Tuesday 2nd June
This may not make sense at first, but if you bear with me, hopefully it will mean something by the end…
When I was at primary school I enjoyed reading books about explorers. This was one of the books that I had:
I think that there was something very British about the whole story – Scott wanted to be the first person to get to the South Pole, but he came second (the way I remember it, he lost because the Norwegians cheated and ate the dogs that pulled their sleighs. Being British, Scott thought eating a dog was like eating an aunt). I knew that I wanted to be the first to get somewhere or the first to discover something, but as I got older, I realised that a) I wasn’t very intrepid and b) everywhere seemed to have been explored already.
Now that I am older and wiser, I can see that I was wrong. In my life time twelve significant new discoveries have been made and added to one of the most important maps that we have:
One of the greatest explorers to have lived was this scientist:
Do you know who she is? She discovered two elements during her life time. This is the equivalent of finding two continents – she could be said to be like Christopher Columbus and Captain Cook combined. In fact, many people might argue that her achievement was more impressive, as Columbus and Cook actually discovered land that already had people living on it. This inspirational scientist was the first person to ever observe polonium and radium.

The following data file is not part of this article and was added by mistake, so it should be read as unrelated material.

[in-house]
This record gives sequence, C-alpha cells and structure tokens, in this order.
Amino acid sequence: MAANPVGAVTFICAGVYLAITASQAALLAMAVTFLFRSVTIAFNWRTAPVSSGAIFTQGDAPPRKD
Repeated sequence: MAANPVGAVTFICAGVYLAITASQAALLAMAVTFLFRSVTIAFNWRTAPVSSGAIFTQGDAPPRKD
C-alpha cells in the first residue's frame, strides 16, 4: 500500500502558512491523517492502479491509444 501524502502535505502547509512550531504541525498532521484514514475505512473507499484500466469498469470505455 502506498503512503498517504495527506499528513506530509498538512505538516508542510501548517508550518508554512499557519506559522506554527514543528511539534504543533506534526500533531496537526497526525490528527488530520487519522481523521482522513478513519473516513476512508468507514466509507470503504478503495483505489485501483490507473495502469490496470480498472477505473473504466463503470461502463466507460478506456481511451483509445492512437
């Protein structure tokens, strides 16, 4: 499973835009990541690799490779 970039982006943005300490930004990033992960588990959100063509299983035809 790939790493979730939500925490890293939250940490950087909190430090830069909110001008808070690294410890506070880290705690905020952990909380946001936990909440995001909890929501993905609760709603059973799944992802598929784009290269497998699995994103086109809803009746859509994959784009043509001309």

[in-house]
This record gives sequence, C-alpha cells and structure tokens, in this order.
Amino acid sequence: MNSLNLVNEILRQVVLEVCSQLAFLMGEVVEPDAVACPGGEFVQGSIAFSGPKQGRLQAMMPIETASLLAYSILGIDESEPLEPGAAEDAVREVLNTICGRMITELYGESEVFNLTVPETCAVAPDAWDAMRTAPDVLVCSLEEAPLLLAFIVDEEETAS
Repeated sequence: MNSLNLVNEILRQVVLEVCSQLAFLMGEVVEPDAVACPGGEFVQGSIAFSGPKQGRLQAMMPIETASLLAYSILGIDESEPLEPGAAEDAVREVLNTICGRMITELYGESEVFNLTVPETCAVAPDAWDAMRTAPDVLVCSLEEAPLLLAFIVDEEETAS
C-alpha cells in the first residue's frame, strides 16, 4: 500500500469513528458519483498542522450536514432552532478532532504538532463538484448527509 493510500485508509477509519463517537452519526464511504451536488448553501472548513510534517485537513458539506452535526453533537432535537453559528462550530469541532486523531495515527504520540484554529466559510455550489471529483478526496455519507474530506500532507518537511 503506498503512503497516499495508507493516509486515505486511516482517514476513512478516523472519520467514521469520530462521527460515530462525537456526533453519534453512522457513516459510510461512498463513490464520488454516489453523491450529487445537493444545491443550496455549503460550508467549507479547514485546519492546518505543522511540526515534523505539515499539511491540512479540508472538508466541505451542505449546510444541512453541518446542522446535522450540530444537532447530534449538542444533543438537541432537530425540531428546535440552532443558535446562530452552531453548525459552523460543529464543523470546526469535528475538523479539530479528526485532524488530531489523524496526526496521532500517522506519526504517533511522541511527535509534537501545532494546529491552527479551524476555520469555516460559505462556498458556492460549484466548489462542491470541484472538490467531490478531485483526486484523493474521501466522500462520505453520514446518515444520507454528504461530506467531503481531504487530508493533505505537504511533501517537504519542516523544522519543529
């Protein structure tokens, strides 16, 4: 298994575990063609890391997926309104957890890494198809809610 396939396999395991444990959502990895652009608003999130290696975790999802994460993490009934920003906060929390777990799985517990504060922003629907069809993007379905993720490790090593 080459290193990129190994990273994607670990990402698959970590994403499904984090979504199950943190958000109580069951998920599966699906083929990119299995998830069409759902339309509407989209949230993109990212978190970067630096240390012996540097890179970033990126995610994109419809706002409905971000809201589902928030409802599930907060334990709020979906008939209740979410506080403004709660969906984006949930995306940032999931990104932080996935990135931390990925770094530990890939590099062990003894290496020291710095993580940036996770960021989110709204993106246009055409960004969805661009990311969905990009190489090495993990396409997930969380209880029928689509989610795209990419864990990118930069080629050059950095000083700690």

Many explorers had heroic deaths. Captain Cook was stabbed by natives of Hawaii on one of his many adventures:
The inspirational scientist also died because of her work. She took great risks working with radioactive substances, and this took its toll, leaving her with an auto-immune disease that eventually killed her. Her work, in turn, has been one of the biggest weapons in the fight against cancer that we have.
To be a great explorer now, to become famous for changing the course of the human race, you need one of these and you need to know how to use it:
You could be starting your journey today, and one day the whole world might know your name. Good luck!
I’ve told you all before that I want at least one Bishop Luffa student to become Prime Minister. I would also like at least one of you to discover an element that can be added to the Periodic Table. It would be useful if someone else could become a Supreme Court Judge.
The last word, as always to Ms Castle: